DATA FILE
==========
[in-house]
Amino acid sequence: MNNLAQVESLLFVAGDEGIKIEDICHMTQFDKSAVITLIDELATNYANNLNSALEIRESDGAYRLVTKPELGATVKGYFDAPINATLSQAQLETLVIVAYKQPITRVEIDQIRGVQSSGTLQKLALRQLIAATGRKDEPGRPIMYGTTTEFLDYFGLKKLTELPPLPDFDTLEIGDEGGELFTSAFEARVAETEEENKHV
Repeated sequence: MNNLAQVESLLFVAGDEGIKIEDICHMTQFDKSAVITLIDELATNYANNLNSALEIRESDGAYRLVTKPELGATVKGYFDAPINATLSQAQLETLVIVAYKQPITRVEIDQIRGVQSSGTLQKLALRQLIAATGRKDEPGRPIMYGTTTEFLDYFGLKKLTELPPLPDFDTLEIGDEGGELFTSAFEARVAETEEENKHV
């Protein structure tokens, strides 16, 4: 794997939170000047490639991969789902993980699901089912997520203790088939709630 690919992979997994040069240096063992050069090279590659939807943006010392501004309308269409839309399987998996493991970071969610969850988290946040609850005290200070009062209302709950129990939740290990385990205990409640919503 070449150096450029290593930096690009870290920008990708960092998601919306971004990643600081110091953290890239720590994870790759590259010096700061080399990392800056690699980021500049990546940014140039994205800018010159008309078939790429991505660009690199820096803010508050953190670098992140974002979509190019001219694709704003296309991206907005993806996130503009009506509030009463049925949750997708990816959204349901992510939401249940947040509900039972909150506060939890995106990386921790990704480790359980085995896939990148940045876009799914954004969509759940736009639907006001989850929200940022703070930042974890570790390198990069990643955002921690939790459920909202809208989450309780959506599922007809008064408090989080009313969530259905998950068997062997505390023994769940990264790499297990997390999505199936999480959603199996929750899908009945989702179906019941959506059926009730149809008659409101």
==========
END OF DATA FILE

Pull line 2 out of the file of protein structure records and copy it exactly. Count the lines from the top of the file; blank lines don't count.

Amino acid sequence: MNNLAQVESLLFVAGDEGIKIEDICHMTQFDKSAVITLIDELATNYANNLNSALEIRESDGAYRLVTKPELGATVKGYFDAPINATLSQAQLETLVIVAYKQPITRVEIDQIRGVQSSGTLQKLALRQLIAATGRKDEPGRPIMYGTTTEFLDYFGLKKLTELPPLPDFDTLEIGDEGGELFTSAFEARVAETEEENKHV